Don Giovanni: Master Seducer for the 21st Century

By Victoria Looseleaf

With tickets hotter than the sands of Abu Dhabi, the Los Angeles Philharmonic’s first foray into opera, Don Giovanni, more than lived up to its hype – from some of the seats. Seriously, with crumpled-paper sets designed by Frank Gehry, the starchitect responsible for Walt Disney Concert Hall, and futuristically stunning costumes by the Rodarte girls (Laura and Kate Mulleavy, who garbed Black Swan, click here for our take on that, and here for our thoughts on Nat Portman’s hubby, Benjamin Millepied and his choreographic endeavors), there was also much to be said for Mozart’s music and its purveyors.

And why not, as this is opera’s first responsibility, both from the orchestral point of view, in this case the terrific players of the Los Angeles Philharmonic and its insanely talented music director Gustavo Dudamel, and the singers, who also proved exceptional. The Don himself, Polish baritone Mariusz Kwiecien, seduced on all levels, from vocal chops to his demonic stature, while his freakishly agile factotum, Leporello (Kevin Burdette), another baritone, also impressed.

The first of a planned Mozart/Lorenzo Da Ponte trilogy to be presented by The Dude and the Phil, with future stagings of Le nozze di Figaro and Cosi fan tutte planned for 2013-14, this production was directed by Christopher Alden in a decided nod to international theater guru, Robert Wilson.

This being a site-specific work, Disney Hall was transformed into a textural sea of snowy sculptural paper mounds, dotted with large white cubes that also served as platforms and movable scenery. The orchestra, situated on a raised platform beneath billowy black material normally reserved for chorus and led by The Dude (above, at left, with Gehry), his back to the singers, featured the Los Angeles Master Chorale, (we wrote their program notes for four seasons beginning in 2004), seated on the sides.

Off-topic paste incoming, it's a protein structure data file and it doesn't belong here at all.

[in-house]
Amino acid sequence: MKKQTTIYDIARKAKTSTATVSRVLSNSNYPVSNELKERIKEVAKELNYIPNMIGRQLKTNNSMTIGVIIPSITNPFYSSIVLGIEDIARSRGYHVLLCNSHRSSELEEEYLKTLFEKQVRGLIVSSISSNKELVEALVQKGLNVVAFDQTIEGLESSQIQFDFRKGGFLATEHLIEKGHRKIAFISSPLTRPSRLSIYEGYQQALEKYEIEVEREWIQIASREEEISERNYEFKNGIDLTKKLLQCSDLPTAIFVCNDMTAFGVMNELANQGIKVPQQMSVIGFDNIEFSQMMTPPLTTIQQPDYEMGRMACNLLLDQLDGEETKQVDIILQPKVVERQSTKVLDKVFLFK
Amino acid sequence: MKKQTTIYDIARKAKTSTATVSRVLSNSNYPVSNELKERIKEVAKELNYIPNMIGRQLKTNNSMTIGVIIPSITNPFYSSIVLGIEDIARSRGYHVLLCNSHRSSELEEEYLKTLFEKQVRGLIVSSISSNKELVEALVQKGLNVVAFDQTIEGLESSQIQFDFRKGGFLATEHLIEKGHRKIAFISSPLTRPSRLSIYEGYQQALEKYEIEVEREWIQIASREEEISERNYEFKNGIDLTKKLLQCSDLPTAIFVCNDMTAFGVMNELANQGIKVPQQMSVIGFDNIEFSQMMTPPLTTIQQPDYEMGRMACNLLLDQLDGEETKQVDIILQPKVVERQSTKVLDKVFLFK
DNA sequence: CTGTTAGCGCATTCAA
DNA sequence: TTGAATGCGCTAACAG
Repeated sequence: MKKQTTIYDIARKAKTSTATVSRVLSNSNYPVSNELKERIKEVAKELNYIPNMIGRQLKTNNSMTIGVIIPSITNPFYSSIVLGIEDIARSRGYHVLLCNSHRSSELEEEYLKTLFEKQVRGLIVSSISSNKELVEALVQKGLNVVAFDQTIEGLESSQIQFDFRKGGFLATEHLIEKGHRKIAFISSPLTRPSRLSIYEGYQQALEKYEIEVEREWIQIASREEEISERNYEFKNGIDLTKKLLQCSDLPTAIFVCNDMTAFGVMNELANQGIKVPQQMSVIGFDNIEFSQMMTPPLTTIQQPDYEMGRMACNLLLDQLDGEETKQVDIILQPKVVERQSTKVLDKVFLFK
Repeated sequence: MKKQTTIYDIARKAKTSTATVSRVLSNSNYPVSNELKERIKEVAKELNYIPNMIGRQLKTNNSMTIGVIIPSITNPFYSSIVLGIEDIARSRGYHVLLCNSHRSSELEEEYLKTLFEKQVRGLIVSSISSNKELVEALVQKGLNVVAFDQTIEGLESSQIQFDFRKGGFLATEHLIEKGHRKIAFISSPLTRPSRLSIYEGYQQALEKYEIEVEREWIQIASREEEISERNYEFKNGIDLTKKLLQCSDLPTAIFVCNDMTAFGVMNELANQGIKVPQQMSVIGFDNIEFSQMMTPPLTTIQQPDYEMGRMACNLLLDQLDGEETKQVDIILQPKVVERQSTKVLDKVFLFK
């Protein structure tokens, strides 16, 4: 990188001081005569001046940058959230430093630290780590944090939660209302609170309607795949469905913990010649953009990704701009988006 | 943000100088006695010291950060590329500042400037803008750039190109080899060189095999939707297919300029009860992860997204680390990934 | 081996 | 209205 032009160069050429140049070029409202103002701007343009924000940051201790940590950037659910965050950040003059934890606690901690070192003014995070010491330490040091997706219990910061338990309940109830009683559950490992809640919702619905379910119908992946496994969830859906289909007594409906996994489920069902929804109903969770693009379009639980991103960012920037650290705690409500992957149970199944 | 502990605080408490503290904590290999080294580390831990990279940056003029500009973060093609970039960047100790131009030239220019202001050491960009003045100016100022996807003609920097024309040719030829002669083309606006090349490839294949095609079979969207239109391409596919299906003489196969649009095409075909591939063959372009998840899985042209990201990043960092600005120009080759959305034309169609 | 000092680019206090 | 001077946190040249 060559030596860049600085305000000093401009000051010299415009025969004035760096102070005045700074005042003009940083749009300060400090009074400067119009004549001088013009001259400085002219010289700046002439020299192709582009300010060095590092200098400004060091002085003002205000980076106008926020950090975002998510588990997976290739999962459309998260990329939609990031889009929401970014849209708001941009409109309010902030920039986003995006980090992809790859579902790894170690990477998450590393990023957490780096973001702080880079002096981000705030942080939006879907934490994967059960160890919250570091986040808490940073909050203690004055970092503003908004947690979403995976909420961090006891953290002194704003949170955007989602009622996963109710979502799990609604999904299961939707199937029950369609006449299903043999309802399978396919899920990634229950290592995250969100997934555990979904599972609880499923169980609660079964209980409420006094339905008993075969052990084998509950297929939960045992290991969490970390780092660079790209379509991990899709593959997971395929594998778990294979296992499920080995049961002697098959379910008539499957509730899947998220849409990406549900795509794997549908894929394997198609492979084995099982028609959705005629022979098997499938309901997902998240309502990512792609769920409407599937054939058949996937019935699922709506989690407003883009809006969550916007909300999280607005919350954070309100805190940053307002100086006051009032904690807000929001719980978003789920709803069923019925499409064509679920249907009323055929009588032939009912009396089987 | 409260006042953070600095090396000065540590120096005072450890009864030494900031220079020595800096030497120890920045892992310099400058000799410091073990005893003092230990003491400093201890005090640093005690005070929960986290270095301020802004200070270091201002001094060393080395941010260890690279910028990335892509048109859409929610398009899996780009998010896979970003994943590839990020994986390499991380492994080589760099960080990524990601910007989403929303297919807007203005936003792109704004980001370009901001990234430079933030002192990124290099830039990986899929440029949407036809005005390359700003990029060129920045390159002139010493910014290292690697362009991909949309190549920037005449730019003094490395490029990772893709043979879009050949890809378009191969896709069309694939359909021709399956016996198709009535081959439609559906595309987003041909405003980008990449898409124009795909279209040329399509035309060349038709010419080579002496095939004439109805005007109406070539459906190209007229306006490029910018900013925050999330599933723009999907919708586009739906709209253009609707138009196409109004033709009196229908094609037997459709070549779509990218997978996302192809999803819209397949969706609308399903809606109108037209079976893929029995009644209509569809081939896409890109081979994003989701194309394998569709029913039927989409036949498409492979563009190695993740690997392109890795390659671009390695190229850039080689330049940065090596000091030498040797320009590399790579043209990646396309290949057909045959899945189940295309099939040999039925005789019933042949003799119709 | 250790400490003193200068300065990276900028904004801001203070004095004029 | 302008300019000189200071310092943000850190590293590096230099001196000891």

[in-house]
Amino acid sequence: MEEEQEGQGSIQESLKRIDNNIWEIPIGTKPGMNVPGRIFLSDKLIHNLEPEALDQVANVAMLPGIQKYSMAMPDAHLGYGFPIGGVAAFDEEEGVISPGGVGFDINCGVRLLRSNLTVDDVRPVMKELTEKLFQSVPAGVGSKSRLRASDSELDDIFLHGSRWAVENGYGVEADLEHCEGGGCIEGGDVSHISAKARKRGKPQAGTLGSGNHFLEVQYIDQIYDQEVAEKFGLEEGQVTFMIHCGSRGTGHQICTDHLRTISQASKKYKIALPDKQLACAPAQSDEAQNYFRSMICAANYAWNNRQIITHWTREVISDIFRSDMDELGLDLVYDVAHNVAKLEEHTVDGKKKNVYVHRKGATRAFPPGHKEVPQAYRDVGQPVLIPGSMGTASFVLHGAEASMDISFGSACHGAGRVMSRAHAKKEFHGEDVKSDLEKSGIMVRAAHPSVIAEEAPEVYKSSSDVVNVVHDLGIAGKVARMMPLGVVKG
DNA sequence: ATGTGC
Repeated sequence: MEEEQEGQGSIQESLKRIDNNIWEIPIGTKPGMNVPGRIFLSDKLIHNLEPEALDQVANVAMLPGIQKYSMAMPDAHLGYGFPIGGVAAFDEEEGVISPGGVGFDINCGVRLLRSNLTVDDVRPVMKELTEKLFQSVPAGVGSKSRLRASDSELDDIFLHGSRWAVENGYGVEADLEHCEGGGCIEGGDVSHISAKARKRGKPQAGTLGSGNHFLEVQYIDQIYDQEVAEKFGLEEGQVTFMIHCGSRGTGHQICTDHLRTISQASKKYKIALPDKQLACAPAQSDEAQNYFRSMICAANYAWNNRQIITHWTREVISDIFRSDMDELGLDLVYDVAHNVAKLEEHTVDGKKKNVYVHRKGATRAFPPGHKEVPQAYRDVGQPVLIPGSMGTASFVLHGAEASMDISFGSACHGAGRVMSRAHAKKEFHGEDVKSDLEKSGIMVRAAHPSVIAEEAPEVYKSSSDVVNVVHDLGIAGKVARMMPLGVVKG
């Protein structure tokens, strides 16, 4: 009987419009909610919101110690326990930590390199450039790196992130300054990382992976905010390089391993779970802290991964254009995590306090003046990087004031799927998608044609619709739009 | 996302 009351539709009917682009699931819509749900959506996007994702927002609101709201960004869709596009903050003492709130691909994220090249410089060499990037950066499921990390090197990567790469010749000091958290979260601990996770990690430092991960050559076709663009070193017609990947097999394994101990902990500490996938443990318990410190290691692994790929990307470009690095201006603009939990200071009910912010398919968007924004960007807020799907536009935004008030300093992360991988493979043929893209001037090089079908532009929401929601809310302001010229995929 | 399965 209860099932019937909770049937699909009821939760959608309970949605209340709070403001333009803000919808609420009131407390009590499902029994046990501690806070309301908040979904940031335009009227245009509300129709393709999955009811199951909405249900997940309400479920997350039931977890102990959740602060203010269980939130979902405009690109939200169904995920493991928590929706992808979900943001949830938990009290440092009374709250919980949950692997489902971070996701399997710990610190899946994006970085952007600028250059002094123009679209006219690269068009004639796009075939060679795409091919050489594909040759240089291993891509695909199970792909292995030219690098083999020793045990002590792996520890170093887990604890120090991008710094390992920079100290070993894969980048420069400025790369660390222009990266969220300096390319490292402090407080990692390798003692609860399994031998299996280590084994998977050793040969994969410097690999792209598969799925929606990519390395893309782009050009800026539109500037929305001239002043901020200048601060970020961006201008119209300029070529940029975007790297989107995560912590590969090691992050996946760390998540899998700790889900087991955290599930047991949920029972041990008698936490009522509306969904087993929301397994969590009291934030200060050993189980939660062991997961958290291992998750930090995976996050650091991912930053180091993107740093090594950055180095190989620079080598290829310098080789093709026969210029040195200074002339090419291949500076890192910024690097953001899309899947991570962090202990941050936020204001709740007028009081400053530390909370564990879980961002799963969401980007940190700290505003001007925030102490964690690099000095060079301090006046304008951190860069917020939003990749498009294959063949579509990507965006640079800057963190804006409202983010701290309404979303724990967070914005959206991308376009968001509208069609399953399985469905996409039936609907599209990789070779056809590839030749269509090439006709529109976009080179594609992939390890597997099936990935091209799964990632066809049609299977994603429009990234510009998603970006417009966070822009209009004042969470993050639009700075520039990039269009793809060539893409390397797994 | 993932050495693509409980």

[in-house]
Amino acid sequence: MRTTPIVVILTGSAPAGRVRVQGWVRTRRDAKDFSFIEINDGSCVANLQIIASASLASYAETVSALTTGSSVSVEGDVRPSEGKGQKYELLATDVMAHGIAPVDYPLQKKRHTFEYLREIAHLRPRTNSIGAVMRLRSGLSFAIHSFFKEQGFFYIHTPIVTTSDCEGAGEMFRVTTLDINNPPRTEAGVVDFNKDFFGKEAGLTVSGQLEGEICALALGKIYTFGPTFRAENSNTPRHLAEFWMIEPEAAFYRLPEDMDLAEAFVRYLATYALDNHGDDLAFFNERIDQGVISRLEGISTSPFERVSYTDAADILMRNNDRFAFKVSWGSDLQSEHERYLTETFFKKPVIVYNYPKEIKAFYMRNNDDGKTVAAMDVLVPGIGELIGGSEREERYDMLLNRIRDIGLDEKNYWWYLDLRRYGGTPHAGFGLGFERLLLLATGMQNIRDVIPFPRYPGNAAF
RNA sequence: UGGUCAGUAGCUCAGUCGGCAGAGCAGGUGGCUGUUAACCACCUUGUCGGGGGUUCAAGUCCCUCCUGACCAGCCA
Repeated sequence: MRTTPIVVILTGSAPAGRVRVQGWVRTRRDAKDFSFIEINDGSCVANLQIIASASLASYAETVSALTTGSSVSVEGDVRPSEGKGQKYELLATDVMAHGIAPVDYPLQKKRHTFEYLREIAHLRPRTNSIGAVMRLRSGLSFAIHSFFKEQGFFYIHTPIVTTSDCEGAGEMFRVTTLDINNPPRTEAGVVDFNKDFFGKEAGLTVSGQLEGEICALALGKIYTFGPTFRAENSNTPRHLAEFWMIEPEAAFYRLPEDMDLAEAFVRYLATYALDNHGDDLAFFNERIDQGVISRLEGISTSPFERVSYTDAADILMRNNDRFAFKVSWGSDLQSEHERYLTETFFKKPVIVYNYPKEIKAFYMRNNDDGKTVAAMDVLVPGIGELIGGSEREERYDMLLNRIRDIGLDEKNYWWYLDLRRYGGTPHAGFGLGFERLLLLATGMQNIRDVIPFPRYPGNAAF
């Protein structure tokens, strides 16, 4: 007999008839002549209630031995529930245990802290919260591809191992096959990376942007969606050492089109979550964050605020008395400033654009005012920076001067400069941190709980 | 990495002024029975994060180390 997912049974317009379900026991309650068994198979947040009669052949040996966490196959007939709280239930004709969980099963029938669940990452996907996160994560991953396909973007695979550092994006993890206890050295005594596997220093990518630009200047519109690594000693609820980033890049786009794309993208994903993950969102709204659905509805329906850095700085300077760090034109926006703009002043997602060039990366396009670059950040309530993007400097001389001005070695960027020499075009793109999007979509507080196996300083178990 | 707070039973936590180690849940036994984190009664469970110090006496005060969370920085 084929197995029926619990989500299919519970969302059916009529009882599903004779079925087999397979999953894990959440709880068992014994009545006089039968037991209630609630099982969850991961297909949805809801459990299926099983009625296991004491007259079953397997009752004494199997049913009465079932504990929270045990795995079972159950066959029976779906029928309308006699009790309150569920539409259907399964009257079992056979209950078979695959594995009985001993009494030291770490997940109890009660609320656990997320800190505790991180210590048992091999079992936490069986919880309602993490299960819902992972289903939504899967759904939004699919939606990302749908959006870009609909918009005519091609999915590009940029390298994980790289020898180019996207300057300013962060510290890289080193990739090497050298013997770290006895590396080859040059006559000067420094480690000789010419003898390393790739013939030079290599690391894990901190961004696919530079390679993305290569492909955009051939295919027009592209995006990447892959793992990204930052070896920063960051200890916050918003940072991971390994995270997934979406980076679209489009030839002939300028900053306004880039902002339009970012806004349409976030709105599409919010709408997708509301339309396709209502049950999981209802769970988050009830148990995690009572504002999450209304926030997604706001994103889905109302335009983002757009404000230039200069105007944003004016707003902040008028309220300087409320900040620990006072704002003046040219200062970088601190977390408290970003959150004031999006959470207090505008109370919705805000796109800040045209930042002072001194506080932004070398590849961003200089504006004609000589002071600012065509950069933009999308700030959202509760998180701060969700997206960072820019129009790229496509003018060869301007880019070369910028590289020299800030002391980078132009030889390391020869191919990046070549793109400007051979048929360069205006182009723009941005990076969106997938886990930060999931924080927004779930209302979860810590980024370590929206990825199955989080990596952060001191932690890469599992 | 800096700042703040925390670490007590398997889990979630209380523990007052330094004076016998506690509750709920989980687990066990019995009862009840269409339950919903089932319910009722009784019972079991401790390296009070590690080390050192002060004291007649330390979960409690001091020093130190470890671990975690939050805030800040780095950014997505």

From our vantage point – on the side and upstage of the singers – our view was obstructed. With the singers moving between the masses of paper as well as hiding amid the boxes, we were not privy to some of the action. The new supertitles projected directly on the wood above the stage, also to the left, caused us to continually move our heads awkwardly between the onstage action and the translations.  We did find the sound, however, basically cohesive, Mozart’s famous tunes piling on top of one another like some kind of a melodious erector set.

Still, spotting some empty seats in the orchestra, we planted ourselves in one of them after intermission (causing a bit of distress to several ushers, who eventually let us be), and took in the monumentalism of this production from a completely different, albeit staggeringly amazing, point of view. (To quote F. Scott Fitzgerald, “The rich are different than you and me.” Yeah, they rattle their jewelry from the best seats in any house and can afford a Rodarte frock like the one seen in the sketch for Donna Anna’s gown here.)

But back to the Don – and his conquests, victims, accomplices – and vocal wherewithal. Dressed in space-age white, with overlays of plastic armor featuring black scribblings, his skin-tight pants and smarmy black do (more fabulousness from hairstylist/wig designer Odile Gilbert), Kwiecien sang with authority, sonorousness and vocal dexterity. Here is a Don for all seasons. And while much of the staged movement is slow and stately (not exactly the adagioed molassesness of Wilson), it’s a feast for the eye while the ear is treated to more rapture than should possibly be permitted. Tune in point: Leporello’s Catalogue aria, particularly amusing and deliciously well-delivered.